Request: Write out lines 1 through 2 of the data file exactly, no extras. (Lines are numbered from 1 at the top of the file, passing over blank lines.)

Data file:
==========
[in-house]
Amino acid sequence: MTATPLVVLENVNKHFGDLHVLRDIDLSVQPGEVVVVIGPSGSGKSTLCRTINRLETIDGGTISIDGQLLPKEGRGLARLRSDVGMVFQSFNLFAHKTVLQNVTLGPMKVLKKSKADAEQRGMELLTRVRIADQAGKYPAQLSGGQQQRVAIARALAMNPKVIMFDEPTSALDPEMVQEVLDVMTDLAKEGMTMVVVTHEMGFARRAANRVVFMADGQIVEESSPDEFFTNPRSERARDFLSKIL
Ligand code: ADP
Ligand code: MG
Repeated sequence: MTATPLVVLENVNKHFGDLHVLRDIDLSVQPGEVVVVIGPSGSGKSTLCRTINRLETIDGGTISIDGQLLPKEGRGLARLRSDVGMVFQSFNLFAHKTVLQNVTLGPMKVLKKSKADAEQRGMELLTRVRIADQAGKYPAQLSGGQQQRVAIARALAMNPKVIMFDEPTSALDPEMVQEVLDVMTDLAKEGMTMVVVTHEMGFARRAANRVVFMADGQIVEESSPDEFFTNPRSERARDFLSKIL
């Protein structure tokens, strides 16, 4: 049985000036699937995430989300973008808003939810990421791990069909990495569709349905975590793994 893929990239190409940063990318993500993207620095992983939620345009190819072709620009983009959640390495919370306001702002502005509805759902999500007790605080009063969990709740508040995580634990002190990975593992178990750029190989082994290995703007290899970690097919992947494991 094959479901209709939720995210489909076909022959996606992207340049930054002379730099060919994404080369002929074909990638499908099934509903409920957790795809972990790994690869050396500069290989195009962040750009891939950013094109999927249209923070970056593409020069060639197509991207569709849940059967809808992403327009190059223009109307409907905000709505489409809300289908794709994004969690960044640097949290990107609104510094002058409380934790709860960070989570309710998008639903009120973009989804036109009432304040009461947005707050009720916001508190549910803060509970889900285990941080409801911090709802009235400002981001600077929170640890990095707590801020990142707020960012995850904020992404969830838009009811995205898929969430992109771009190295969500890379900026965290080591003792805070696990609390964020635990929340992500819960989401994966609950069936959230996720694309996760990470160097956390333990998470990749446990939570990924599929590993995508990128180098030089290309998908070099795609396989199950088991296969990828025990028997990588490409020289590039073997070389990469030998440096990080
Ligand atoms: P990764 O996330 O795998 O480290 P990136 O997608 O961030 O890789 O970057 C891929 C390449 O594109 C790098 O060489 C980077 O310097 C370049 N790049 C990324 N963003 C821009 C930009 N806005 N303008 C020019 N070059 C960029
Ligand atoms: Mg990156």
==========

[in-house]
Amino acid sequence: MTATPLVVLENVNKHFGDLHVLRDIDLSVQPGEVVVVIGPSGSGKSTLCRTINRLETIDGGTISIDGQLLPKEGRGLARLRSDVGMVFQSFNLFAHKTVLQNVTLGPMKVLKKSKADAEQRGMELLTRVRIADQAGKYPAQLSGGQQQRVAIARALAMNPKVIMFDEPTSALDPEMVQEVLDVMTDLAKEGMTMVVVTHEMGFARRAANRVVFMADGQIVEESSPDEFFTNPRSERARDFLSKIL